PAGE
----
Introduction of High-density lipoprotein
The cholesterol required by using peripheral tissues, along with vascular cells, is provided both by new synthesis in the cells and by a delivery from low-density lipoproteins (LDL). When the level of LDL is high, they accumulate in the artery wall where they’re oxidized and taken up by foam cells in a process that leads to the development and progression of atherosclerosis. High-density lipoproteins (HDL) oppose atherosclerosis directly, by removing cholesterol from foam cells, by inhibiting the oxidation of LDL, and by limiting the inflammatory processes that underlie atherosclerosis. HDL also has antithrombotic properties. As a result, HDL-cholesterol interrupts the process of atherogenesis at several key stages.
The cholesterol transported in high-density lipoprotein (HDL) is – ‘good’ cholesterol. One of the important functions of HDL is to transport cholesterol from the cells and tissue back to the liver. High HDL-cholesterol is good as it takes cholesterol out of cells and the blood and helps to prevent excess cholesterol. HDL also removes cholesterol deposited in the walls of blood vessels.
What is HDL?
HDL is the smallest and densest of the lipoproteins, containing the highest proportion of protein to cholesterol. In a normal healthy individual, HDL carries about 1 / 4 of the total amount of cholesterol inside the blood, whereas most of the remainder is carried in LDL (low-density lipoprotein) “bad cholesterol” particles. The framework of LDL is a single protein known as apolipoprotein B (Apo B), whereas HDL contains many proteins, the most important being apolipoprotein A1 (Apo A1). HDL is important for the synthesis of steroid hormones but it is better known for its protective role against cardiovascular disease.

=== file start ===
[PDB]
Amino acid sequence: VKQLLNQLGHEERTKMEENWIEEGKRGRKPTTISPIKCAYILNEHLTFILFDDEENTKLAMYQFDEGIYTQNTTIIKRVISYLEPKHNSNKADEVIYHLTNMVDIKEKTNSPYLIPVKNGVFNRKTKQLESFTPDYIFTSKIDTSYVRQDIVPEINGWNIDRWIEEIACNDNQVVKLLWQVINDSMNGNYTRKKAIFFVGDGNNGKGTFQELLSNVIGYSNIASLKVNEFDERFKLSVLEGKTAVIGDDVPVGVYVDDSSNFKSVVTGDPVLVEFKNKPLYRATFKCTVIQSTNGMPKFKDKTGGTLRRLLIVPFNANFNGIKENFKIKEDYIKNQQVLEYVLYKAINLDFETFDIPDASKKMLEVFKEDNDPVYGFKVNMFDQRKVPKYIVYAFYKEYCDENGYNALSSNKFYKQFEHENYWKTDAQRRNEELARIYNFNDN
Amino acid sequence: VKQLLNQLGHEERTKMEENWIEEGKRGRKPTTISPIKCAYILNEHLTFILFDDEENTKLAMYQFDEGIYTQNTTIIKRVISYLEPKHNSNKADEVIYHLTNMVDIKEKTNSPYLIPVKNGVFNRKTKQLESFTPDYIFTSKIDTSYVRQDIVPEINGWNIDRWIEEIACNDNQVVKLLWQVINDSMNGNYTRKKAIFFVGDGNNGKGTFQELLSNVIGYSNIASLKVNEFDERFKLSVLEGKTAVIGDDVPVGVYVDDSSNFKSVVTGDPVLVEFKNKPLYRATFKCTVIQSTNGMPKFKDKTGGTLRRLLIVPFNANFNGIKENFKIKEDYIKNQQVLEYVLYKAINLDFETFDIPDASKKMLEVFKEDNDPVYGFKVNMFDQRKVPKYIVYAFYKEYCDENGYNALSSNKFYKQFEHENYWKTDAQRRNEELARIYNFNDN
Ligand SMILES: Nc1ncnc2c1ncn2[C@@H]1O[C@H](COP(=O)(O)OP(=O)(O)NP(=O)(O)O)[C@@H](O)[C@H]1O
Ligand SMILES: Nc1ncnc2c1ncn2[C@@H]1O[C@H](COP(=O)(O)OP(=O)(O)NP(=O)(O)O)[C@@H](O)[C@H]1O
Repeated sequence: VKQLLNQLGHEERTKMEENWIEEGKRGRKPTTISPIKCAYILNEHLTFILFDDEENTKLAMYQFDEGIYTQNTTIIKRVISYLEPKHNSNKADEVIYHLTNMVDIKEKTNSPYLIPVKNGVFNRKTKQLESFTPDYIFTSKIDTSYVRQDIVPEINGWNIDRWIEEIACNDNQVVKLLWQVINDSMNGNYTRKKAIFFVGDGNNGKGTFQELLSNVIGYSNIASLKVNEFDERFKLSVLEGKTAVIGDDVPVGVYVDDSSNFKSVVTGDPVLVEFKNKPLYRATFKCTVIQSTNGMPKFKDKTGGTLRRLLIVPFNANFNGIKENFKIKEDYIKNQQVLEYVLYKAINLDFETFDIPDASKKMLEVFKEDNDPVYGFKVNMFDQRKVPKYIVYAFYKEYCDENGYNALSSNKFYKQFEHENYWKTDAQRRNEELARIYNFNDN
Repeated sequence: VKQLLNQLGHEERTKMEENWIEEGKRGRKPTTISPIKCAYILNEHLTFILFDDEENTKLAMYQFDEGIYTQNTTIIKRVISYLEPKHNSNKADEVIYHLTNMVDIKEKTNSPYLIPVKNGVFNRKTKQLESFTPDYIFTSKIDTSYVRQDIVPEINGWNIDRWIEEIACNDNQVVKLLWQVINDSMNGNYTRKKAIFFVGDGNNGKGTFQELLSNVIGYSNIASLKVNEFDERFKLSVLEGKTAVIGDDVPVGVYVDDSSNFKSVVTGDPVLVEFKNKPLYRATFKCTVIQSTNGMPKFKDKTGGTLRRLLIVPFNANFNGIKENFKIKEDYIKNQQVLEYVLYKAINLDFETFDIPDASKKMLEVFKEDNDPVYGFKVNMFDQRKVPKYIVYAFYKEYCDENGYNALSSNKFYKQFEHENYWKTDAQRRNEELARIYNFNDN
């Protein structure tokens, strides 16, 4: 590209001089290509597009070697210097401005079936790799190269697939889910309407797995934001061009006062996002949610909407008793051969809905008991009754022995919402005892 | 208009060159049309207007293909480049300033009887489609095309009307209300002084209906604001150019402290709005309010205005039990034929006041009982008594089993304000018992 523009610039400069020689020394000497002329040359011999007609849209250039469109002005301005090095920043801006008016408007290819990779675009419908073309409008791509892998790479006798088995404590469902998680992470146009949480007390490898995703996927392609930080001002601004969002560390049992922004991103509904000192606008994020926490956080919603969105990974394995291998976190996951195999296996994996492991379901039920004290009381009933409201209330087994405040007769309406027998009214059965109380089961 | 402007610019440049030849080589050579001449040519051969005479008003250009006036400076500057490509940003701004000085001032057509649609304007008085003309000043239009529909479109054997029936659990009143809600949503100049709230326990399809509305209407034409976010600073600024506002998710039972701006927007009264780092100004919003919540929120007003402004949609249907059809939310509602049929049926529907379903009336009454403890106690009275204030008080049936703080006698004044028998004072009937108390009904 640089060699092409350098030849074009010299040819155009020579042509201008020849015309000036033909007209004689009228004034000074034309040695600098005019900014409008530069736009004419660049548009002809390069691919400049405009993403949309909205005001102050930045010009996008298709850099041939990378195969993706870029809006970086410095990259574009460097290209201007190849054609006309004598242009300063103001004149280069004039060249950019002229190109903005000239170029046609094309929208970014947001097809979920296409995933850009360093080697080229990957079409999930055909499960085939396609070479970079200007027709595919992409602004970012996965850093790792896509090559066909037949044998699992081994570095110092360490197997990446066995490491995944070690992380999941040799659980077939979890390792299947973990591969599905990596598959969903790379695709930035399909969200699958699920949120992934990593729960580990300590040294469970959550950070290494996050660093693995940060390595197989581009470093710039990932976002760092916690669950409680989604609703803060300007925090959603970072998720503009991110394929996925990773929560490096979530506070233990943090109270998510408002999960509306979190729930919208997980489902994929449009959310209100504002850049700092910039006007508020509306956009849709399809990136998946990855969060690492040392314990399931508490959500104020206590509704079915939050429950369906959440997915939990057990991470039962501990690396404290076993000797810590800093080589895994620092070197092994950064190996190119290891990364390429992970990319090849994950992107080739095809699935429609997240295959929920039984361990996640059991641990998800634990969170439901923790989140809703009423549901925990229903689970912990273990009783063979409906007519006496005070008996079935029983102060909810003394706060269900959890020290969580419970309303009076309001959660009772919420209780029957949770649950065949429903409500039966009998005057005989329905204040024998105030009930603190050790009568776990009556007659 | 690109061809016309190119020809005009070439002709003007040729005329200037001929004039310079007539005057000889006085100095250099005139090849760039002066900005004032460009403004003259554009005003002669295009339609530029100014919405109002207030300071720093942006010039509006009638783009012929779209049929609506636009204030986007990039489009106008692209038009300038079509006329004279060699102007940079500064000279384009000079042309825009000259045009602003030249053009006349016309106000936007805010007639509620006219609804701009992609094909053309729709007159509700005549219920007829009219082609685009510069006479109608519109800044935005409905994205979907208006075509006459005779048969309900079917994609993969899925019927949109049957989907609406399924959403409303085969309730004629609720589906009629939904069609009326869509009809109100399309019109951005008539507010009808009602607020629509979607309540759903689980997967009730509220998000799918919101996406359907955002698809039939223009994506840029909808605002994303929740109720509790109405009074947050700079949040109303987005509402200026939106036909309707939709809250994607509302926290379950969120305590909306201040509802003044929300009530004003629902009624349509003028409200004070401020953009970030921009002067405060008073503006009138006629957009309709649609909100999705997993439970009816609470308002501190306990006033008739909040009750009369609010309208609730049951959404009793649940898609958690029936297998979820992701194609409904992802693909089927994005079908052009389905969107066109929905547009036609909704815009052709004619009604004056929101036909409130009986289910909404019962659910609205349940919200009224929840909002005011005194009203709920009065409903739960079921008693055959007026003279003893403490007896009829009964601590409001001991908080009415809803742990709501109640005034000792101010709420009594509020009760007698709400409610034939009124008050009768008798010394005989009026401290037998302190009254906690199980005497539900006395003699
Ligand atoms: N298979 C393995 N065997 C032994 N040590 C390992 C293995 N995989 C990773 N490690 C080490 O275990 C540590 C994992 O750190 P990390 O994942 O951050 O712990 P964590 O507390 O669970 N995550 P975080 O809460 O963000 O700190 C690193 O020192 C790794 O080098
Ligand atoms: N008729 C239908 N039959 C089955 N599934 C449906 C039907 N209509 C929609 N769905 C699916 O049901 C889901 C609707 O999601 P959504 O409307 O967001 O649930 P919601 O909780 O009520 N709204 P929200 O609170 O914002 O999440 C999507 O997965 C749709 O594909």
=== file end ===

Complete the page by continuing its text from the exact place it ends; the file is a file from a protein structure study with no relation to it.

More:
A low HDL is thought to speed up the rate at which arteries fur up. HDL has 3 main benefits:-
- High-density lipoprotein has a positive anti-oxidant effect, which helps protect blood cells and important chemical messengers in the blood from being broken down.
- HDL removes excess cholesterol from the tissues and arteries, and returns it back to the liver for recycling and removal from the body, known as “reverse cholesterol transport”.
- Also helps protects the artery walls against LDL cholesterol (an anti-inflammatory effect).
Together these effects prevent arteries from furring up. Atherosclerosis, specialist use this term to describe this process. It happens over many years and is caused by initial damage to the artery wall followed by fatty substances getting into the artery wall and causing fatty deposits known as plaques. Over time these fatty deposits can cause severe enough narrowing to reduce the flow of blood, or they can break up, causing sudden clots and blockages, resulting in heart attacks and strokes.
What is the function of HDL?
HDL, the “good” cholesterol because it carries cholesterol to the liver, eliminates it from the body. High levels of HDL (especially over 60), believed to protect against heart disease, while low levels (less than 40) increase the risk of heart disease and possibly the risk of stroke.